Not an Athlete
Born and raised in inland North Carolina, April “found” paddling for the first time in 2011 while completing her Master’s of Science in Deep Sea Coral Reef Ecology at The University of North Carolina - Wilmington. She had previously worked as a seahorse breeder and received her undergraduate degrees in Marine Biology and Environmental Science. While she didn’t love the world of academia, it was clear that an ocean-oriented career was definitely in the cards for her. Her love for paddling was swift – entering a SUP race mere weeks after hopping on a board for the first time. Her success in the sport, however, was less swift, and she didn’t finish that first race she entered. But, that didn’t deter her one bit - after another year of practice she went back to that first course - not only did she finish the race, she placed second.
By 2014 she was completely hooked on paddle sports, competing in many SUP races on the east coast (and winning quite a few of those). Around the same time she also began working at a local paddle company and dedicated her life to the sport.
April wasn’t always an athlete. She didn’t find her love for sport and fitness until well into adulthood, and had spent many of her teen and early-20’s leading a downright UNhealthy lifestyle. The sport, and the people she met through it, are what inspired her to make substantive changes to her life.
Going All In
Her first real notable success in the sport came after signing with Hobie and Salt Life to compete on the European race tour in 2016. After a move to California in 2017, she committed herself entirely to training, and began her coaching business, hoping to help others who shared her love for the water.
From 2018 to 2019 April shifted her training focus from high intensity days on the water, and began emphasizing recovery, aerobic base work, and nutrition. The shift worked: in 2018-2019 she won Gold at Pan American Surfing Games; placed 2nd at the Carolina Cup, Women's Graveyard SUP 2019; was the 2019 Gorge Downwind OC1 Women's Champion; placed 1st at Columbia Gorge Paddle Challenge, Women's Technical race; was the New York SUP Open Overall Women's Champion. And finally, she was the APP World Tour, World Vice-Champion 2019.
Training came in puzzle-like pieces for April. Some years she used more than others, trying different combinations of work and training and recovery until the whole picture started coming together and the successes started rolling in. She says, “Every time I fall short, I find a way I can improve and I see where it may all just work out in the end - if I focus and work hard enough.” Her discipline is nearly bar-none. If there is an area of herself she can work on, she goes out and does it with ferocity.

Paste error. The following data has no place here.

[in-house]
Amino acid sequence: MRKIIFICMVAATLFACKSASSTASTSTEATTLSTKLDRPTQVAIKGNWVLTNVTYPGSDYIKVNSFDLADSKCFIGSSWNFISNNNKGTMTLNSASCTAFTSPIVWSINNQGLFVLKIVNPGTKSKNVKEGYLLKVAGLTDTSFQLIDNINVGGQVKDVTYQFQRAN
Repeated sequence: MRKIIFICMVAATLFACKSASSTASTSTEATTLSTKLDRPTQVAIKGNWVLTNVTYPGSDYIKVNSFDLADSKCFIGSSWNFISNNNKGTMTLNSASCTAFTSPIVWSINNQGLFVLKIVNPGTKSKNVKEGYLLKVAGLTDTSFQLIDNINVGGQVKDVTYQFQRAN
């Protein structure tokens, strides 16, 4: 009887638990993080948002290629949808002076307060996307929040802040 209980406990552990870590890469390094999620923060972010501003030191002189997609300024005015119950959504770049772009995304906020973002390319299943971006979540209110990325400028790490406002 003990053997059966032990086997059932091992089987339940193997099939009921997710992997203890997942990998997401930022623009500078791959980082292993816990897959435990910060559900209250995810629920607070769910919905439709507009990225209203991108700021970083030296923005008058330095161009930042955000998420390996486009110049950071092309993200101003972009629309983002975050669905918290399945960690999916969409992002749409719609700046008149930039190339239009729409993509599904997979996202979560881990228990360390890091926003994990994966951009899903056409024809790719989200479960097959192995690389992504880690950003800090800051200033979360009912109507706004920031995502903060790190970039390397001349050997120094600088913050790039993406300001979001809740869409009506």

While she has had many accomplishments on the water in recent years, she feels her biggest and most important achievements can’t be 100% attributed to on the water training. “Training” is so much more than working out. April preaches intentionality above all else - she applies it in her own training and is one of the first lessons she teaches as a coach. It can be so easy to fall into the ‘all or nothing’ fallacy, but if April has learned anything these past five years, it’s that the little things add up and small actions pay dividends. When faced with the choice to skip a workout in favor of doubling up the next day because she’s short on time, April says she’d rather do air squats while cooking dinner; it's the daily discipline that matters most.
Bumps in the Road
April has overcome massive training obstacles on her way to becoming the world’s vice-champion of stand up paddling. Among these were a severe case of Aerobic Deficiency Syndrome and Overtraining. Turns out, she is far from alone. In addition to learning everything she can about paddling technique - stroke mechanics, which equipment works best and why, surfing technique, she is also well versed in all things training physiology. She is largely self-taught (and if you’re ever curious about how she got started, she can recommend a book... or twelve) bringing the same vigor she used to obtain her Master's of Science to reach her paddling goals. Her knowledge of exercise science & physiology and nutrition is 10 years in the making, and she has helped many others correct cases of Aerobic Deficiency Syndrome to lead healthier lives while improving their paddle abilities (partly by convincing people that more food during a training cycle is almost never a bad thing!). In addition, she’s a certified instructor through both the American Canoe Association and World Paddle Association.
Putting it All Together
She still has some lofty goals she’s chasing - both on and off the water. Through three pillars of focus: Athlete, Author, and Activist, April has a deep desire to help other athletes achieve their dreams, too.
She is more than sympathetic to the full-time grind lifestyle, and if you’ve ever felt frustrated by lack of progress she can 100% relate.
Whether you’re new to the paddle-sport world or you’re looking to break into that upper echelon of athletes, April can help you make it a reality. There isn’t one right area of training to focus on - training, recovery, nutrition, mindset are all equally important, and she has expertise to offer in each of those areas.